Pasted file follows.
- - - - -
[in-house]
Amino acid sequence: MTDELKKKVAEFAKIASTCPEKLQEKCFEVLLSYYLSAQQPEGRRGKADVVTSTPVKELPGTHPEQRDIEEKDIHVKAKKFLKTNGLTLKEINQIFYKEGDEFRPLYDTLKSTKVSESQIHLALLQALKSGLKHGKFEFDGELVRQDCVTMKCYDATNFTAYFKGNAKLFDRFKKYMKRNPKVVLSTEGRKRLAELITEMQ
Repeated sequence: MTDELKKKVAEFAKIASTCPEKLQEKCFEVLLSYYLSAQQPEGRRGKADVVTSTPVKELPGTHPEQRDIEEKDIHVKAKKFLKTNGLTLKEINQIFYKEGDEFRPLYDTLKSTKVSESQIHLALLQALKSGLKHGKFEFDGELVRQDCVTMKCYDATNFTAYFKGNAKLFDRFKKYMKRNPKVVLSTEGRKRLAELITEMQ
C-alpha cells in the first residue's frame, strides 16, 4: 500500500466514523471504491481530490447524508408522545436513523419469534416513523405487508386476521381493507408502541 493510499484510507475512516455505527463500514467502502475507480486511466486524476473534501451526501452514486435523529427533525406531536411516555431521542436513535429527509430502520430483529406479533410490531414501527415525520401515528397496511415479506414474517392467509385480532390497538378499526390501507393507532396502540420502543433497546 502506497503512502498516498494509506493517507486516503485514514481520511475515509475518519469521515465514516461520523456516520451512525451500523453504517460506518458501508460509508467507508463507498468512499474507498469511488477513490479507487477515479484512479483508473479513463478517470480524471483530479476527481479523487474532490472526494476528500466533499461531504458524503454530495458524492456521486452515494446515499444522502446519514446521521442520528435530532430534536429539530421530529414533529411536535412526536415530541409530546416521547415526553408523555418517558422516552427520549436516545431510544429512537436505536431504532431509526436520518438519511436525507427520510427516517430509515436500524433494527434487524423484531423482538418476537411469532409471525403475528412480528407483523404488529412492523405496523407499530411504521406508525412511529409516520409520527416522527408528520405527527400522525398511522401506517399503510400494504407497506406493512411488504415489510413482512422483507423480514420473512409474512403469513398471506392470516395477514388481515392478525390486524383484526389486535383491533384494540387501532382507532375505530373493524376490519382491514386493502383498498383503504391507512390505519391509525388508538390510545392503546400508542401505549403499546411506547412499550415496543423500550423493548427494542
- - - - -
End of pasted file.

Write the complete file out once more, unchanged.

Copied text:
[in-house]
Amino acid sequence: MTDELKKKVAEFAKIASTCPEKLQEKCFEVLLSYYLSAQQPEGRRGKADVVTSTPVKELPGTHPEQRDIEEKDIHVKAKKFLKTNGLTLKEINQIFYKEGDEFRPLYDTLKSTKVSESQIHLALLQALKSGLKHGKFEFDGELVRQDCVTMKCYDATNFTAYFKGNAKLFDRFKKYMKRNPKVVLSTEGRKRLAELITEMQ
Repeated sequence: MTDELKKKVAEFAKIASTCPEKLQEKCFEVLLSYYLSAQQPEGRRGKADVVTSTPVKELPGTHPEQRDIEEKDIHVKAKKFLKTNGLTLKEINQIFYKEGDEFRPLYDTLKSTKVSESQIHLALLQALKSGLKHGKFEFDGELVRQDCVTMKCYDATNFTAYFKGNAKLFDRFKKYMKRNPKVVLSTEGRKRLAELITEMQ
C-alpha cells in the first residue's frame, strides 16, 4: 500500500466514523471504491481530490447524508408522545436513523419469534416513523405487508386476521381493507408502541 493510499484510507475512516455505527463500514467502502475507480486511466486524476473534501451526501452514486435523529427533525406531536411516555431521542436513535429527509430502520430483529406479533410490531414501527415525520401515528397496511415479506414474517392467509385480532390497538378499526390501507393507532396502540420502543433497546 502506497503512502498516498494509506493517507486516503485514514481520511475515509475518519469521515465514516461520523456516520451512525451500523453504517460506518458501508460509508467507508463507498468512499474507498469511488477513490479507487477515479484512479483508473479513463478517470480524471483530479476527481479523487474532490472526494476528500466533499461531504458524503454530495458524492456521486452515494446515499444522502446519514446521521442520528435530532430534536429539530421530529414533529411536535412526536415530541409530546416521547415526553408523555418517558422516552427520549436516545431510544429512537436505536431504532431509526436520518438519511436525507427520510427516517430509515436500524433494527434487524423484531423482538418476537411469532409471525403475528412480528407483523404488529412492523405496523407499530411504521406508525412511529409516520409520527416522527408528520405527527400522525398511522401506517399503510400494504407497506406493512411488504415489510413482512422483507423480514420473512409474512403469513398471506392470516395477514388481515392478525390486524383484526389486535383491533384494540387501532382507532375505530373493524376490519382491514386493502383498498383503504391507512390505519391509525388508538390510545392503546400508542401505549403499546411506547412499550415496543423500550423493548427494542